Heather Patterson and Helen Nissenbaum, Context-Dependent Expectations of Privacy in Self-Generated Mobile Health Data
Comment by: Katie Shilton
Workshop draft abstract:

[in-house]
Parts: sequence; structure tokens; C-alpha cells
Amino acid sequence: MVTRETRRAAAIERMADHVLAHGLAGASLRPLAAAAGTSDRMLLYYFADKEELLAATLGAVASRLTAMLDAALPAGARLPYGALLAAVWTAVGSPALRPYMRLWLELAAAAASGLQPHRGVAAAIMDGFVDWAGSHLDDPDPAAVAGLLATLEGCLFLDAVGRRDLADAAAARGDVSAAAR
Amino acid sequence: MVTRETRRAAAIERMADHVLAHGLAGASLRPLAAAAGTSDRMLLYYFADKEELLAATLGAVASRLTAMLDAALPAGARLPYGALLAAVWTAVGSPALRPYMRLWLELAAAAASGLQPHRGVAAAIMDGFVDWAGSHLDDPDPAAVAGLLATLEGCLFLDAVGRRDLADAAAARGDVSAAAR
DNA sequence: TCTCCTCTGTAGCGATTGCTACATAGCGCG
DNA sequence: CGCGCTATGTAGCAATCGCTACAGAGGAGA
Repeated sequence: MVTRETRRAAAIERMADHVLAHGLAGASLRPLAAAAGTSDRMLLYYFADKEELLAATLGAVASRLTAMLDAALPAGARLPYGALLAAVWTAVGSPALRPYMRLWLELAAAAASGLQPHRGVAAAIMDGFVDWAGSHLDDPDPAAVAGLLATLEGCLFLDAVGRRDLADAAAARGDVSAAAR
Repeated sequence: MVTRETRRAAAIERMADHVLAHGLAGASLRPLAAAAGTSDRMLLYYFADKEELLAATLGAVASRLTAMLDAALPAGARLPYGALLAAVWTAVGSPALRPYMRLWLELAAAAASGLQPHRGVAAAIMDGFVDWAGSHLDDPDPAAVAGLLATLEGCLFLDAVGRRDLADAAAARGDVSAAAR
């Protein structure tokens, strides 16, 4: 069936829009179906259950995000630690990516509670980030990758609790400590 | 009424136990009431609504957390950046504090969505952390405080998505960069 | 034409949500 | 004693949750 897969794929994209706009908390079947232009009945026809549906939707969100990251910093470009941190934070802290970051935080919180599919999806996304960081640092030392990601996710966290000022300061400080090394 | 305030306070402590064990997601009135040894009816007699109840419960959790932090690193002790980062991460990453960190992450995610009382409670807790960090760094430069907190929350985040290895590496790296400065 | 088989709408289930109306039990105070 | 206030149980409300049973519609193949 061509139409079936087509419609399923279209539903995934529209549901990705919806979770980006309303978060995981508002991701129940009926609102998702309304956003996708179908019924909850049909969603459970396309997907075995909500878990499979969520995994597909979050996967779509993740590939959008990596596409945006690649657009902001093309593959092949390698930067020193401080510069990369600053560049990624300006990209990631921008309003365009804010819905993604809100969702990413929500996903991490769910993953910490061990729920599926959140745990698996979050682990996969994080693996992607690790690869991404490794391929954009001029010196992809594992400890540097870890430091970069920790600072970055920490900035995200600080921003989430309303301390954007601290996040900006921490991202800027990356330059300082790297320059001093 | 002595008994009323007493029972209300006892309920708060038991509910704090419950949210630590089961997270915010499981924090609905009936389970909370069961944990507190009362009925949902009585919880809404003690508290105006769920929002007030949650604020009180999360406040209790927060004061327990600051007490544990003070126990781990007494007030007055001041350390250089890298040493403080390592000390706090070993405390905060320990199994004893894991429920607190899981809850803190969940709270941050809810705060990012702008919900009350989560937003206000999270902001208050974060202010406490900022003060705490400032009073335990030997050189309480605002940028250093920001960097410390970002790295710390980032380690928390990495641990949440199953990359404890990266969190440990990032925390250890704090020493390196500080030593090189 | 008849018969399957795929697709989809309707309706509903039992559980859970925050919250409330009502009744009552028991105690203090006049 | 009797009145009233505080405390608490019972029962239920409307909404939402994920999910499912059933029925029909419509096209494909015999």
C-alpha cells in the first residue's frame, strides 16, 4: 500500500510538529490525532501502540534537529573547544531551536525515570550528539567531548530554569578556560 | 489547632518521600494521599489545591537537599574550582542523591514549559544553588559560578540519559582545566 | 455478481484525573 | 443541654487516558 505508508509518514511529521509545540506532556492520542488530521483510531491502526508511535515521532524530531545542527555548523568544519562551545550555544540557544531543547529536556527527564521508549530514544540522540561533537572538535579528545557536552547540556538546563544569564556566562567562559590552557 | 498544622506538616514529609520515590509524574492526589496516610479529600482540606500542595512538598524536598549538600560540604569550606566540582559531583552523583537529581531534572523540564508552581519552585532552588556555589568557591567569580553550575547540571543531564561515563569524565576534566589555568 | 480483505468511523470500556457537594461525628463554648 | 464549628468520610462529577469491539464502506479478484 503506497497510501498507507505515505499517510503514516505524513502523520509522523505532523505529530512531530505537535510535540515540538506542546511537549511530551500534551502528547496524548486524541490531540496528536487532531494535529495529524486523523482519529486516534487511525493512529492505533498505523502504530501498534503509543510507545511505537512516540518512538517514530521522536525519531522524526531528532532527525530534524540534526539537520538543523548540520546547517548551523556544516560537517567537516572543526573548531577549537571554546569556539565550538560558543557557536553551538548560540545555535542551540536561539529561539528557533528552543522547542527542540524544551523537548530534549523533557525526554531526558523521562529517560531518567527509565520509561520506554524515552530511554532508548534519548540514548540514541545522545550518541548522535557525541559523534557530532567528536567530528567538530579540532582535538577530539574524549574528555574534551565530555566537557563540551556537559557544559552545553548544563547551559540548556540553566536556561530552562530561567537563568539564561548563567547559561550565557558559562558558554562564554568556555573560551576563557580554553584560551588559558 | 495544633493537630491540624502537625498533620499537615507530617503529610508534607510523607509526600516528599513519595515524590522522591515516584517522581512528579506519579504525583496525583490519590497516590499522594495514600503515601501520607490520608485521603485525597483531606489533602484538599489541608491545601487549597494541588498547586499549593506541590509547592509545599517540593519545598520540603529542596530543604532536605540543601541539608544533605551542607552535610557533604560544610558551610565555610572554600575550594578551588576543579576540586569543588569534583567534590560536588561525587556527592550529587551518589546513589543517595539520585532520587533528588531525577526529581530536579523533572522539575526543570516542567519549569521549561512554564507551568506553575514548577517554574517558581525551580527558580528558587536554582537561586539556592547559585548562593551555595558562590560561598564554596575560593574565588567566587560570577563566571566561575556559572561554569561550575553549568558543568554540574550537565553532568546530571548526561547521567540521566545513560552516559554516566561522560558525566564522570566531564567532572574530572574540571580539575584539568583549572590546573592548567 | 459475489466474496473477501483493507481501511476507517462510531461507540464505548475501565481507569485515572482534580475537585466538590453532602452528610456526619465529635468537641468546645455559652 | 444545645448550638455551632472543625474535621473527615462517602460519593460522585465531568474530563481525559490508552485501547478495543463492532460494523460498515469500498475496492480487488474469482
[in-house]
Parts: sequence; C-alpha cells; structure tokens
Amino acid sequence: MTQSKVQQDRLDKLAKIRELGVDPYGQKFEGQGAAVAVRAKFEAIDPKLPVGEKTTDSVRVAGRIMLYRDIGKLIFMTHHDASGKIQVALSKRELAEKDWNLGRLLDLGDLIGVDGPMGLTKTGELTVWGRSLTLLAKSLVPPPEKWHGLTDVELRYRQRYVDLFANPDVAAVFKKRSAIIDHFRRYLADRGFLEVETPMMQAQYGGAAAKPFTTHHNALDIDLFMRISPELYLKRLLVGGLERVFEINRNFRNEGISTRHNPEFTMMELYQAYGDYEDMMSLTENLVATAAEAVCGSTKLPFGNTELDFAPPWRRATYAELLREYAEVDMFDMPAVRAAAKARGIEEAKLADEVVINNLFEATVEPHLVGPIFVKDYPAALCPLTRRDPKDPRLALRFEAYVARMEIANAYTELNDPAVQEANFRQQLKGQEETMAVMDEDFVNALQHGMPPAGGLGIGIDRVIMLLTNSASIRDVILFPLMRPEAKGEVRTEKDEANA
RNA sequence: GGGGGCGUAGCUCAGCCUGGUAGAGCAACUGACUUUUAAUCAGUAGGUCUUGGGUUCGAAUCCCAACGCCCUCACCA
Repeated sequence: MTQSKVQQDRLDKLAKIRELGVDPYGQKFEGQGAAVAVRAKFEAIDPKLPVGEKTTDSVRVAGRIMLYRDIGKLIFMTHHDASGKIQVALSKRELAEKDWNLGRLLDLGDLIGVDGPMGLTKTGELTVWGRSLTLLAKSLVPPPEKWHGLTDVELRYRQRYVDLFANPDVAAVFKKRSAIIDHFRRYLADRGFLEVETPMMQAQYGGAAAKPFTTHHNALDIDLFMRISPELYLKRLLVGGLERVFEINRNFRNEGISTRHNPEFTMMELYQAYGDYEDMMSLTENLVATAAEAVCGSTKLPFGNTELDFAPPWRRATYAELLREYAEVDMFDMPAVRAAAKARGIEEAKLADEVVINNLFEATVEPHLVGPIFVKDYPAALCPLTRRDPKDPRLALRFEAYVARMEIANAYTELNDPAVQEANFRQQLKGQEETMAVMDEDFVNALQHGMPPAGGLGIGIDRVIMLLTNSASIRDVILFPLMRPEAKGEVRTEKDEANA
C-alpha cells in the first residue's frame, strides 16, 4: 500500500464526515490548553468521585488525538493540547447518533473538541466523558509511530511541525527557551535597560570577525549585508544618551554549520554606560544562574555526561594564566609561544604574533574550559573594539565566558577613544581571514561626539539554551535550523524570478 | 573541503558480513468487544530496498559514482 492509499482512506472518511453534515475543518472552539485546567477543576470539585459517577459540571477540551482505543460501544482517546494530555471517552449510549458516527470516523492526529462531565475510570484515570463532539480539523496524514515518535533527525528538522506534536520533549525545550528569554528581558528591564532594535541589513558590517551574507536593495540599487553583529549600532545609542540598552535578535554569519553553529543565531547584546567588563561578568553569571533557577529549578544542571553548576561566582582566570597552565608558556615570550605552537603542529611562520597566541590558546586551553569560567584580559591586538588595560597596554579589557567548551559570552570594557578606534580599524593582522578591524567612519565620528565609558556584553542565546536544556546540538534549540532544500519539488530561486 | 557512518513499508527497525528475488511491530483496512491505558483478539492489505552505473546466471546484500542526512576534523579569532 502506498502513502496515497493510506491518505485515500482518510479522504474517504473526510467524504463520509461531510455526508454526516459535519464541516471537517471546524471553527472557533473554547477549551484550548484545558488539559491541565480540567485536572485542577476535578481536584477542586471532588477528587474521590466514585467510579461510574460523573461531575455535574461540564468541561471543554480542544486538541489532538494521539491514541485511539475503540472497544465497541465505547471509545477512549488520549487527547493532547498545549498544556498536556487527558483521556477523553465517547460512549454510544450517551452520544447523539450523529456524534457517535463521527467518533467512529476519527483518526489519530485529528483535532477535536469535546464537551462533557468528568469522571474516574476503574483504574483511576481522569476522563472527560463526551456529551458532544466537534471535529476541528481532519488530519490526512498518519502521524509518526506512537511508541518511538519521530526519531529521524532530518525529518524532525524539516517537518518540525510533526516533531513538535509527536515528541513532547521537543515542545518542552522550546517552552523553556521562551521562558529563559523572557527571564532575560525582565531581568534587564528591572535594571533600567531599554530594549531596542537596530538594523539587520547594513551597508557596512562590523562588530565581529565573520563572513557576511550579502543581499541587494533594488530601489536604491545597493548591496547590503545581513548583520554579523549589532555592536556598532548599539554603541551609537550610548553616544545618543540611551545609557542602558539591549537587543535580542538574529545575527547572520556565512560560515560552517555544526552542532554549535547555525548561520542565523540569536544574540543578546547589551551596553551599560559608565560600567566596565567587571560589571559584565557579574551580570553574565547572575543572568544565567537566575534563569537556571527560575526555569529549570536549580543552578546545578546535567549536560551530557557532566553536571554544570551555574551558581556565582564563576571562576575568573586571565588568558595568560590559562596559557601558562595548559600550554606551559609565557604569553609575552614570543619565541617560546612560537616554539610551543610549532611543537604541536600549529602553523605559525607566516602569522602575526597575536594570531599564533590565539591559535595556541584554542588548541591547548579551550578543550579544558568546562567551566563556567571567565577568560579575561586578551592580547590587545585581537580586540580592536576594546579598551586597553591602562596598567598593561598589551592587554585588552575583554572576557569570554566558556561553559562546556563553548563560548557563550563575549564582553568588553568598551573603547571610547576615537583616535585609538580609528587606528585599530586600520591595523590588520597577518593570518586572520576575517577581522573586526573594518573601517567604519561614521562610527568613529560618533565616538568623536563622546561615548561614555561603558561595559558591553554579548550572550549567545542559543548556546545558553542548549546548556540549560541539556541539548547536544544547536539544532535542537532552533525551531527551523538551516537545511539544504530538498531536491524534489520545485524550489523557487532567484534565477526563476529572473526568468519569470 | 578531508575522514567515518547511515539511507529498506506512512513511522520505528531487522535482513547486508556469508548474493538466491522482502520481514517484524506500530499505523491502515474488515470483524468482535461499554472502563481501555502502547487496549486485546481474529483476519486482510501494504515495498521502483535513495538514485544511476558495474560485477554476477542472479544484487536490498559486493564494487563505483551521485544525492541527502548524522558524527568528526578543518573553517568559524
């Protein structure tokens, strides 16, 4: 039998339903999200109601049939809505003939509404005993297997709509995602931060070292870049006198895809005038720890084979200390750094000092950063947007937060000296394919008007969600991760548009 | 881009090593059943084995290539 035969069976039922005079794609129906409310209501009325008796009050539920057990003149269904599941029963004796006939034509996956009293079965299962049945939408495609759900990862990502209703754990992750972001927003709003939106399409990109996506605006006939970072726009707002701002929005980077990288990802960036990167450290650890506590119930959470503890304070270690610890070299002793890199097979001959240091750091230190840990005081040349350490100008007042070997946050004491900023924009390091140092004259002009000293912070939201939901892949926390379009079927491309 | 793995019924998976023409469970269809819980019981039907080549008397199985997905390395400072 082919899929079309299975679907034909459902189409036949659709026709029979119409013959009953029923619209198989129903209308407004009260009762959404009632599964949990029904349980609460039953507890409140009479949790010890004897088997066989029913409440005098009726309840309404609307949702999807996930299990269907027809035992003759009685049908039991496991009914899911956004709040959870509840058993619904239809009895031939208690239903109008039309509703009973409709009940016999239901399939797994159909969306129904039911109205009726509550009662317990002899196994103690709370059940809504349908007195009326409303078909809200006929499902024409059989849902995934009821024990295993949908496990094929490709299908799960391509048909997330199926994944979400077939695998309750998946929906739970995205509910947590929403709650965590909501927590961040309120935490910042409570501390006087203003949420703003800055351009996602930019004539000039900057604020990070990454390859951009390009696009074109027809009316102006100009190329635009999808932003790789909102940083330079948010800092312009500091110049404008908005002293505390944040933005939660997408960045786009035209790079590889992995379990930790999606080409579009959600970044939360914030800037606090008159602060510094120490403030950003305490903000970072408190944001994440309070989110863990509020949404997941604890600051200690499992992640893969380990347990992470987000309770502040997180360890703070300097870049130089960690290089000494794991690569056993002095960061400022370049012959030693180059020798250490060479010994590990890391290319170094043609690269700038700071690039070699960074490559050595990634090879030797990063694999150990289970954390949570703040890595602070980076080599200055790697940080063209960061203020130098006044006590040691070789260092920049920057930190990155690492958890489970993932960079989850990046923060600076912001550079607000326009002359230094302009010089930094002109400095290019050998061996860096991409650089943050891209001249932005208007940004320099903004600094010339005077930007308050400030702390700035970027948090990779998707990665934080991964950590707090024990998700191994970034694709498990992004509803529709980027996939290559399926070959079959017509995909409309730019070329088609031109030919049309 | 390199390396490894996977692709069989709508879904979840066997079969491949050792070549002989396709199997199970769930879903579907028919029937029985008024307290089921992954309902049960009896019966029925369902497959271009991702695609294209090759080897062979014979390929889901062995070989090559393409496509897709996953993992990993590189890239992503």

Rapid developments in health self-quantification via ubiquitous computing point to a future in which individuals will collect health-relevant information using smart phone apps and health sensors, and share that data online for purposes of self-experimentation, community building, and research. However, online disclosures of intimate bodily details coupled with growing contemporary practices of data mining and profiling may lead to radically inappropriate flows of fitness, personal habit, and mental health information, potentially jeopardizing individuals’ social status, insurability, and employment opportunities. In the absence of clear statutory or regulatory protections for self-generated health information, its privacy and security rest heavily on robust individual data management practices, which in turn rest on users’ understandings of information flows, legal protections, and commercial terms of service. Currently, little is known about how individuals understand their privacy rights in self-generated health data under existing laws or commercial policies, or how their beliefs guide their information management practices. In this qualitative research study, we interview users of popular self-quantification fitness and wellness services, such as Fitbit, to learn (1) how self-tracking individuals understand their privacy rights in self-generated health information versus clinically generated medical information; (2) how user beliefs about perceived privacy protections and information flows guide their data management practices; and (3) whether commercial and clinical data distribution practices violate users’ context-dependent informational norms regarding access to intimate details about health and personal well-being. Understanding information sharing attitudes, behaviors, and practices among self-quantifying individuals will extend current conceptions of context-dependent information flows to a new and developing health-related environment, and may promote appropriately privacy-protective health IT tools, practices, and policies among sensor and app developers and policy makers.